As excellent as the film is, I do have a quibble. Grønkjær’s focus on Vig’s issues with Amvrosija leaves unfortunately little time to flesh out his long life as a scholar [scroll down for his autobiographical highlights in English]. Revealed in the film as a provincial, semi-misogynist, eccentric, and ultimately sympathetic crank raised by a distant mother and with a tendency to read personalities by their noses, Vig never gets to flesh out his rich career of world travel, study, peace research, and philanthropy. This omission disappointed both me and Melissa, because such aspects would truly expand the story beyond the comparatively superficial “old man leaving behind the castle to the nun” angle. Can’t have it all.
My pal Joel and I went to check out this pastoral and disquieting Turkish film by Reha Erdam. Again, from the Fest program:
Islamic faith dictates that prayer uttered five times every day brings man face to face with his five “phases,” or states of mind resulting from the tension of workaday life: fear and desire, love and grudge, faith and pain, screams and sobbing and passion and hate. Since every encounter in Islamic life is said to create new pain—whether that of growing up, growing old or merely getting by—then prayer is the panacea for the inevitable tragedy that is life. In Turkish director Reha Erdem’s sumptuously composed fourth feature, childhood life in a rural village on a mountain overlooking the sea is the incubator for an examination of that pain as experienced through the eyes of three very different children: Ömer, the son of the local imam; his best friend, Yakup, who’s enamored with the village schoolteacher; and Yildiz, who is forced to balance her studies with the household needs of her demanding mother.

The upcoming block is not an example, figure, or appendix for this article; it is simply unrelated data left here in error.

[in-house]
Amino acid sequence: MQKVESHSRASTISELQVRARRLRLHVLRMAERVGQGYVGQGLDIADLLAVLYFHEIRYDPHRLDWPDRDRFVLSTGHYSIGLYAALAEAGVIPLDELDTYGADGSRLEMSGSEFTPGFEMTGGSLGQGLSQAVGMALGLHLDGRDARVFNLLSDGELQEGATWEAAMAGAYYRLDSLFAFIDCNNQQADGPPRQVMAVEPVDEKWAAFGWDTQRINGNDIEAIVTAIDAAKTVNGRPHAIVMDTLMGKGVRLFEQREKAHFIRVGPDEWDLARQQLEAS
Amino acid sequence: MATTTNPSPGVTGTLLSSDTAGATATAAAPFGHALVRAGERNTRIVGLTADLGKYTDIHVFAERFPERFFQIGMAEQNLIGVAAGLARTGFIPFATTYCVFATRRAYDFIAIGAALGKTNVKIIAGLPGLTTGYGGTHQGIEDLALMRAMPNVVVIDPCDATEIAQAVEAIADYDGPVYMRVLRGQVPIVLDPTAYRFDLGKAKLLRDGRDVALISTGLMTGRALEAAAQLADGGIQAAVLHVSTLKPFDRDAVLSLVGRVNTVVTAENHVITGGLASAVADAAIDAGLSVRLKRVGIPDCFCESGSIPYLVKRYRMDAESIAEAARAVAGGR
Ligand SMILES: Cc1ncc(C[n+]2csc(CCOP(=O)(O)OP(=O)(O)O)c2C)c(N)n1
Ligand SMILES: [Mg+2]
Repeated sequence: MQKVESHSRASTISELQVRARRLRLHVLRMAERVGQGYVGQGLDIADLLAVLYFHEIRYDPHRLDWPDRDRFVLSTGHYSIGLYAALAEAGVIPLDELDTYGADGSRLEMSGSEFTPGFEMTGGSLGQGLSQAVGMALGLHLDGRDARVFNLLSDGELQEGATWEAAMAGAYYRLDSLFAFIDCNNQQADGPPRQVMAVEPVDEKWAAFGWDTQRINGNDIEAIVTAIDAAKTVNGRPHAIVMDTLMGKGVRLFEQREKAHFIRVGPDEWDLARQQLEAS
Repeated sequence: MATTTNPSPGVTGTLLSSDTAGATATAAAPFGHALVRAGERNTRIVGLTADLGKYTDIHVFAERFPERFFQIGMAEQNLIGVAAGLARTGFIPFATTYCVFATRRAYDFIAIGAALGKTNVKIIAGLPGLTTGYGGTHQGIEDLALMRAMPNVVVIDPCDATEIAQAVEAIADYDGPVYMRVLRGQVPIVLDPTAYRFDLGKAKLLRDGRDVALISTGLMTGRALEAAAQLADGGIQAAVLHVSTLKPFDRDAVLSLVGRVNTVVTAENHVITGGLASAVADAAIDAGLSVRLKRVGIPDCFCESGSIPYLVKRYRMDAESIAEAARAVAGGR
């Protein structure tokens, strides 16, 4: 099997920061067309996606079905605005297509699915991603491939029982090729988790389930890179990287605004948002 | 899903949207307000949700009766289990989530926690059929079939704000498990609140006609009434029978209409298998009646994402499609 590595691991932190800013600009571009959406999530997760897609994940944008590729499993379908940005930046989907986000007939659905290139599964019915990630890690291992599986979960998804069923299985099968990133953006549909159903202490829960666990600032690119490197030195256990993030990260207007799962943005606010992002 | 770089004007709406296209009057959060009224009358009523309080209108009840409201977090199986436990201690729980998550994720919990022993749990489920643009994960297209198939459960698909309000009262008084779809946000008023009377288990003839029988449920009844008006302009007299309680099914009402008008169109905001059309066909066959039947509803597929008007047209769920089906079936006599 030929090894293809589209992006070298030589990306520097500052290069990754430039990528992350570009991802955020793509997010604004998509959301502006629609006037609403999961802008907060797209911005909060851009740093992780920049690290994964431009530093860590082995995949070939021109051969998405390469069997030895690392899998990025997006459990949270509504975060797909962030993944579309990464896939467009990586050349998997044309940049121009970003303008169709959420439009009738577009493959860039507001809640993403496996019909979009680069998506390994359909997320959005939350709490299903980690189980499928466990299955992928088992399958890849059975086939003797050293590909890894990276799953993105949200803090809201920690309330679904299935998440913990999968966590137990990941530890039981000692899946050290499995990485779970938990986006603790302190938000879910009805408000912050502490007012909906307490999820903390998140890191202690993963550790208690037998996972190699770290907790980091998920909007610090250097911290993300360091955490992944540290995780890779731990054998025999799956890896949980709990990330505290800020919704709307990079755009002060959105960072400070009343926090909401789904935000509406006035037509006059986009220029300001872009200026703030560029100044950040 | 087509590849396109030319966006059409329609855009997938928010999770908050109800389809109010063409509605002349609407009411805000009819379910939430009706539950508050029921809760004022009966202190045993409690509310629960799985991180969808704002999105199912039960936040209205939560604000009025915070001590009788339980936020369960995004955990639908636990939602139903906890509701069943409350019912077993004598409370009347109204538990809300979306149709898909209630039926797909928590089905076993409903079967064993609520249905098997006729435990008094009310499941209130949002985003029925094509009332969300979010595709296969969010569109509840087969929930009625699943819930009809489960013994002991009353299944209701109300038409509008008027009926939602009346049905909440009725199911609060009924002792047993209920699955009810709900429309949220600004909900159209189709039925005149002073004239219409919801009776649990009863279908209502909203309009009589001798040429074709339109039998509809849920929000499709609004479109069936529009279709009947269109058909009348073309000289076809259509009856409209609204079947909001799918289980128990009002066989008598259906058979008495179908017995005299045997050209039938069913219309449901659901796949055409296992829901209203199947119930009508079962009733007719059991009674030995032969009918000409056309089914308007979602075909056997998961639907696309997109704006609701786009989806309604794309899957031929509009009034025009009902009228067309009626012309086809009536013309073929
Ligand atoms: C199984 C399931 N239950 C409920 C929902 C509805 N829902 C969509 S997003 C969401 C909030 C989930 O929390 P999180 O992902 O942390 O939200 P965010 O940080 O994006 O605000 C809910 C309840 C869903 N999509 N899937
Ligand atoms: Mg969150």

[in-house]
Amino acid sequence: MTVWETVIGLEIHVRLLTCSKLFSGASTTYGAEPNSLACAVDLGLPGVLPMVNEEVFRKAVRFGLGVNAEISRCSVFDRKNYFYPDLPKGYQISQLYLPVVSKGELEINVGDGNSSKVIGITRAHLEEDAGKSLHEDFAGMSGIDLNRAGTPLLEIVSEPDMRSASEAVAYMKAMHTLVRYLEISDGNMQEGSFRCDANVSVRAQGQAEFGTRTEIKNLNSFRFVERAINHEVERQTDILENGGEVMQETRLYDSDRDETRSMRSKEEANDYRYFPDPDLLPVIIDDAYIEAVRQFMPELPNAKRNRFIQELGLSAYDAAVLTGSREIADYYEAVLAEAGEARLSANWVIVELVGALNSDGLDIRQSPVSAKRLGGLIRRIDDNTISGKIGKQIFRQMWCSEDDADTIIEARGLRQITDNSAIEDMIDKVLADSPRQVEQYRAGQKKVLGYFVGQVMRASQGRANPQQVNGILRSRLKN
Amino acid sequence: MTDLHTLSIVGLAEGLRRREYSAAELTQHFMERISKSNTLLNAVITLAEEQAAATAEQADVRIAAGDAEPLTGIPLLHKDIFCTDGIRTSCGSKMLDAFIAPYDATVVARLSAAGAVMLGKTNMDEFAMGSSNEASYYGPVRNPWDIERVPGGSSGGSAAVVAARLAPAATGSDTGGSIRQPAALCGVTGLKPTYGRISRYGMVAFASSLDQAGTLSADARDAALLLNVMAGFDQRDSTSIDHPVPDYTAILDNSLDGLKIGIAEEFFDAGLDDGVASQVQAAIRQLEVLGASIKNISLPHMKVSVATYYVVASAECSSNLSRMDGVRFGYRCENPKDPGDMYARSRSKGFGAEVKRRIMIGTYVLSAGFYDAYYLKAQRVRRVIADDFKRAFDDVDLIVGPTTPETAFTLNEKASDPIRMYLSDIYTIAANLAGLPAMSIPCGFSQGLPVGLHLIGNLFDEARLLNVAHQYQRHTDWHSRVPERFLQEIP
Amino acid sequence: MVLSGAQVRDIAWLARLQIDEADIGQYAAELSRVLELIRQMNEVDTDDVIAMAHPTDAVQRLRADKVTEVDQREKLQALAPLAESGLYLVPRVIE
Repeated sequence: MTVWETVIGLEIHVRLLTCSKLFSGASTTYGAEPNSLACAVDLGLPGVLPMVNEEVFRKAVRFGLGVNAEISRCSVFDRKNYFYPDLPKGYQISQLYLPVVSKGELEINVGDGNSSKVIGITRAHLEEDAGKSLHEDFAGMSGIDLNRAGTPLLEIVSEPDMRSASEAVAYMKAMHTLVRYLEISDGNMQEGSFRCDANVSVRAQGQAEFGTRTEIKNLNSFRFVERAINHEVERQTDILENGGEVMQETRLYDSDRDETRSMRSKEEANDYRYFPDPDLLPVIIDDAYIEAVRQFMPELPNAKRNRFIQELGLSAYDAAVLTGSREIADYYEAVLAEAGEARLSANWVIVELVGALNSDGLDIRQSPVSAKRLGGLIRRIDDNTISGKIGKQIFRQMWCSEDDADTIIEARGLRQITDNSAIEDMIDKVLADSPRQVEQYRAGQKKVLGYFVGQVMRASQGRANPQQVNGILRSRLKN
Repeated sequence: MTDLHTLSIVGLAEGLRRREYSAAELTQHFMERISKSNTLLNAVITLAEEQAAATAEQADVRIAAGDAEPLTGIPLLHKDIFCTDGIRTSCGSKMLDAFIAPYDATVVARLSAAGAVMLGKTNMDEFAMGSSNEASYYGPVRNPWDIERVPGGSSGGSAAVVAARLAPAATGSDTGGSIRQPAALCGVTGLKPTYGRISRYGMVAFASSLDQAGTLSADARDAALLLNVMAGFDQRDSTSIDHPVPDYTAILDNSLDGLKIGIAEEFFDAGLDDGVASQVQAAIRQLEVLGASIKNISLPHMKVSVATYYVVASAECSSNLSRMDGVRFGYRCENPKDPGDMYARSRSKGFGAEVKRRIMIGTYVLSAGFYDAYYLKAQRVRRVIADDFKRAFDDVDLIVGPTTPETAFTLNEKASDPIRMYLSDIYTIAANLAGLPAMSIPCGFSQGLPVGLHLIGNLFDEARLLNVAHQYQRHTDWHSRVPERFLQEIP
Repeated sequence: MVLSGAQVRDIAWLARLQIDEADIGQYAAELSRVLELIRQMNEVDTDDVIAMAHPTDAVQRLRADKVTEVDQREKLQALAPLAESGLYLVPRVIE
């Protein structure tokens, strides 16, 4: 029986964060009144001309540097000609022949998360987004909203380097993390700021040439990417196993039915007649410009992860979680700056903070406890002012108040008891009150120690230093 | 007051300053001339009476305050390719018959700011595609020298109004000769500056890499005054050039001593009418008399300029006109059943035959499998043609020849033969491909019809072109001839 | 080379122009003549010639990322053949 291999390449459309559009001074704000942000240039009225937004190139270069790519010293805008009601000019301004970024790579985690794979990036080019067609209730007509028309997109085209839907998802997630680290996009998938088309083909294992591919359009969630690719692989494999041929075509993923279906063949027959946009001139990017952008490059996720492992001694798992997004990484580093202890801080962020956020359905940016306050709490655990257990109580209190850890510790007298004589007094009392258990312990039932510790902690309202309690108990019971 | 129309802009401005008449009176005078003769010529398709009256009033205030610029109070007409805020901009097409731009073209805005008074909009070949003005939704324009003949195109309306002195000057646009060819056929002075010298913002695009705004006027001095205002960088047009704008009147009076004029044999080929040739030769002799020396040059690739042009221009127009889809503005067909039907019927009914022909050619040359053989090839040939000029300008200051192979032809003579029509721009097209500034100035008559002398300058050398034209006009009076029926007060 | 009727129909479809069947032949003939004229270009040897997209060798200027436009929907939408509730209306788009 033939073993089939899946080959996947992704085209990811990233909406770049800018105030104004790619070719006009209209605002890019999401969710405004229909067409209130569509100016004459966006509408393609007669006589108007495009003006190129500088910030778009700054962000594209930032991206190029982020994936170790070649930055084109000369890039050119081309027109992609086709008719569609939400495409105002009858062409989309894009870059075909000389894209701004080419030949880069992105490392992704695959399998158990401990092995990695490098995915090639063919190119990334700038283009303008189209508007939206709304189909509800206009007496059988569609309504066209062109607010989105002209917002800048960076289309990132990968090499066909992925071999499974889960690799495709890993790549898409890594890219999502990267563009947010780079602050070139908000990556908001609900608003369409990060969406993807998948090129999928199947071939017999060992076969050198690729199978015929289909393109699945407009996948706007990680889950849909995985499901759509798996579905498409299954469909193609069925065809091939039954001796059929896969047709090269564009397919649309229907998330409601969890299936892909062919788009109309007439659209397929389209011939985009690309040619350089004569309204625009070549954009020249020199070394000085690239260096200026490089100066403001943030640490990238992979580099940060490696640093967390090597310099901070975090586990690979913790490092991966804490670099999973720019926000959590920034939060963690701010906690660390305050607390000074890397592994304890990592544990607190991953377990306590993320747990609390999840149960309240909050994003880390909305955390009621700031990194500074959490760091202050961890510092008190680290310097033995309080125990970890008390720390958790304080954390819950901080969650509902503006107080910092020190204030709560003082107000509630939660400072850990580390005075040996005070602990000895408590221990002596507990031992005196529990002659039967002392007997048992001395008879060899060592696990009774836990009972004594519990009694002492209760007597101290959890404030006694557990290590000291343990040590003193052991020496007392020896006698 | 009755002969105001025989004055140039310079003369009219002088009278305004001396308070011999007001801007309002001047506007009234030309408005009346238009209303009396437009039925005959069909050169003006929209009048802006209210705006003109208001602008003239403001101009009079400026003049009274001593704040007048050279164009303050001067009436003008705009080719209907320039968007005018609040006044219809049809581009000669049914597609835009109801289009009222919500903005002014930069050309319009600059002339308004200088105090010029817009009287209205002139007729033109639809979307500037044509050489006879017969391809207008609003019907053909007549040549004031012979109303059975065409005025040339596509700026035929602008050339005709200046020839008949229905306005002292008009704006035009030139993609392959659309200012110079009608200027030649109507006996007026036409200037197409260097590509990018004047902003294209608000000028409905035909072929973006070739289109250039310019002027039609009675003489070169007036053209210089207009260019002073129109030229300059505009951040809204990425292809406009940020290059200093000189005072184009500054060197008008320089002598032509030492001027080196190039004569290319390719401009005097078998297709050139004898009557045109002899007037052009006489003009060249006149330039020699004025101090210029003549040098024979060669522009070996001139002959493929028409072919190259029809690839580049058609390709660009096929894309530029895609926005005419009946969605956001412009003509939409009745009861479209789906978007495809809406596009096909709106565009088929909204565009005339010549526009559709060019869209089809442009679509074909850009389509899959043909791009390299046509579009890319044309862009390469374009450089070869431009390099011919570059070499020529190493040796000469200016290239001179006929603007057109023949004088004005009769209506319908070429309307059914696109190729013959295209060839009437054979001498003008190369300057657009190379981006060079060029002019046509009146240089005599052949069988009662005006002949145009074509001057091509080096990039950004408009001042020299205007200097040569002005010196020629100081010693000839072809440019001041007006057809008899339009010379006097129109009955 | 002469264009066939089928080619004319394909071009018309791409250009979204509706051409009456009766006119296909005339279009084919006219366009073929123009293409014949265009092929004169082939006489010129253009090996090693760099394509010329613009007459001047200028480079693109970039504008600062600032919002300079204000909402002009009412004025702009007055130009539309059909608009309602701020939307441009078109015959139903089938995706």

Erdam exploits the topography of the fairly desolate setting of the seaside mountain village of Kozlu with potent emotionality. He uses long pans across hills, extensive cloudy-sky shots, and minaret-highlighting horizons to perfectly reflect these kids’ struggles. The outdoor settings–which offer an earthy counterbalance to the surprisingly minimal references to Islam itself–provide an ideally emotive backdrop to scenes like the intriguing blood-brother ritual between Ömer and Yakup.
Erdam breaks up the film into five sections based on the time of day of the abovementioned prayers–morning, noon, afternoon, evening and night. He denotes these with titles on the screens to add extra understatement to some of the more poignant scenes.
In one of Erdam’s most effective techniques, he intersperses numerous medium-close pans of the three kids peacefully napping in flowerbeds, hollowed tree-trunks, and grass-patches. The effect is unsettling because until you see the kid’s chest rise and fall, you’re not positive that he or she is alive and–by extension–whether there’s been an extreme foreshadowing towards the end of the story.